You can tell your plug-ins to save to the session folder by choosing Preset menu > Settings Preferences > Save Plug-in Settings To Session Folder, so your choices are root settings folder which would be systemwide--so you could access that preset from any session--or session folder, in which case you only be able to access that preset from that specific session. So, typically if you want to share presets across sessions, you choose the Root Settings Folder, and that is the default setting.
So, after you've already saved a custom preset, if you want to modify it, you'll notice that it will italicize the preset name, and the Compare button comes on allowing you to compare it to the original preset and your changes. And you can choose the Save Settings to update that preset. Now if you saved all your settings to the root folder--or saved all your settings to the session folder--you can actually manipulate these plug-in settings files on your hard drive. So if I travel to my session folder here on the desktop, I can see that I have a Plug-in Settings folder, and I can actually go into that Air Kill EQ and I can see the .TFX file that it's pulling from. So I can actually see the High Hat EQ TFX file.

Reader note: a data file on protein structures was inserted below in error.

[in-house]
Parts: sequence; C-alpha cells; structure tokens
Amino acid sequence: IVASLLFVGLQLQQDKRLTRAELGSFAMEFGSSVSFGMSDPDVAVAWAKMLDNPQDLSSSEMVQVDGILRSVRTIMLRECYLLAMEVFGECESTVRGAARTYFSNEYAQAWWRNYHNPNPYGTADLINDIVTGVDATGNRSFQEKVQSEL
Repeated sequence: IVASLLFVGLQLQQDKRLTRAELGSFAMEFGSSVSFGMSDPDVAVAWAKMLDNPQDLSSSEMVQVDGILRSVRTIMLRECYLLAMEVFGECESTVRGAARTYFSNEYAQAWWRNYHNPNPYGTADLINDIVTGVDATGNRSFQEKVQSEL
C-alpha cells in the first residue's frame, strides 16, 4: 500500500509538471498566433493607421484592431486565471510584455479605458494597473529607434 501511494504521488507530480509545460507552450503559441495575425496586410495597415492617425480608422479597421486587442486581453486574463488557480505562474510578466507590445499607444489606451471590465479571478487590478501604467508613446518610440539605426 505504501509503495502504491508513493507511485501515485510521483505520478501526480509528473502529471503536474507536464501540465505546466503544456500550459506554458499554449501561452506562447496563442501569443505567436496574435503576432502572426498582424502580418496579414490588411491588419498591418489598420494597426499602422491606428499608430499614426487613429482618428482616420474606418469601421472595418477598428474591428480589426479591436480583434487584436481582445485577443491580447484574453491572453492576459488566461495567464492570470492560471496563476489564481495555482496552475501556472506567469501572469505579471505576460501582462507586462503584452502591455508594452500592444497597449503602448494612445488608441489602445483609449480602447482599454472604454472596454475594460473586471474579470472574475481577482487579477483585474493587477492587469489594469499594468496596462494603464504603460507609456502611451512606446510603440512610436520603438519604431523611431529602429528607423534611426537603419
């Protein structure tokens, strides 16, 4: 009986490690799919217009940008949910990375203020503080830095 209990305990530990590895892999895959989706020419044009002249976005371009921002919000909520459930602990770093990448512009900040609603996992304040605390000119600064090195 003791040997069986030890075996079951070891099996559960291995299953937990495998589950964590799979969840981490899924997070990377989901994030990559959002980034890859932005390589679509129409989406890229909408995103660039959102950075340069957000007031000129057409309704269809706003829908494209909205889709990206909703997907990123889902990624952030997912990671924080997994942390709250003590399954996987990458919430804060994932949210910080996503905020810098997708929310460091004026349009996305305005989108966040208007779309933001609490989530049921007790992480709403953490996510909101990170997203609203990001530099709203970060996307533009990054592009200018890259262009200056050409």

So, if I wanted to copy or move this High Hat EQ TFX file to the root settings folder, so that it showed up under my Root Preset settings, what I could do is I could actually copy it, and I can move to my root directory, Macintosh hard drive Library > Application Support > Digidesign > Plug-in Settings. And I could actually find that Air Kill EQ and I can paste that item.